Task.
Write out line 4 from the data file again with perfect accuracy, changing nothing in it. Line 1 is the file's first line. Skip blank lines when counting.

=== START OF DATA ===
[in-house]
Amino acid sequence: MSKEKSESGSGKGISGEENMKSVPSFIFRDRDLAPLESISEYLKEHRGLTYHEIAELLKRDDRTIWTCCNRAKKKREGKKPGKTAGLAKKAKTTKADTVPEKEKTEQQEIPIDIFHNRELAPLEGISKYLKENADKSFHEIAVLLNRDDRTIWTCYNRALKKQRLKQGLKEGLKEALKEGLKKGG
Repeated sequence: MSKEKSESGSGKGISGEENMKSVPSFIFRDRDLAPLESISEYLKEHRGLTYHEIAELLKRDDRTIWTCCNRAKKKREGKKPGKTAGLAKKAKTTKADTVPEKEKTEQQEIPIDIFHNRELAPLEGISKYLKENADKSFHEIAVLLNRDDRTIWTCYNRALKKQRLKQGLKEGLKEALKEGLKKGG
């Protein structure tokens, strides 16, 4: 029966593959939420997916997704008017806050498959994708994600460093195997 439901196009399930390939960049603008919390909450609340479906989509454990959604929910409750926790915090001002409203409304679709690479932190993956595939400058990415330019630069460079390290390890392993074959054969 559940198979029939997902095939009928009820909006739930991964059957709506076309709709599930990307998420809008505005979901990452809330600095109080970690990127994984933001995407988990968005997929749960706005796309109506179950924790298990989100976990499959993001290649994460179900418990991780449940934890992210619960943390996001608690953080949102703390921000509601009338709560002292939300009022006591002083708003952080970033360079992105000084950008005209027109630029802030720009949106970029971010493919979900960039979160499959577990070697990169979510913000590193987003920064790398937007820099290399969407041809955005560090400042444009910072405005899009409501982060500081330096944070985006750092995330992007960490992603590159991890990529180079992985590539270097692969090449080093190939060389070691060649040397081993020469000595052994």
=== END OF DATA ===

């Protein structure tokens, strides 16, 4: 029966593959939420997916997704008017806050498959994708994600460093195997 439901196009399930390939960049603008919390909450609340479906989509454990959604929910409750926790915090001002409203409304679709690479932190993956595939400058990415330019630069460079390290390890392993074959054969 559940198979029939997902095939009928009820909006739930991964059957709506076309709709599930990307998420809008505005979901990452809330600095109080970690990127994984933001995407988990968005997929749960706005796309109506179950924790298990989100976990499959993001290649994460179900418990991780449940934890992210619960943390996001608690953080949102703390921000509601009338709560002292939300009022006591002083708003952080970033360079992105000084950008005209027109630029802030720009949106970029971010493919979900960039979160499959577990070697990169979510913000590193987003920064790398937007820099290399969407041809955005560090400042444009910072405005899009409501982060500081330096944070985006750092995330992007960490992603590159991890990529180079992985590539270097692969090449080093190939060389070691060649040397081993020469000595052994």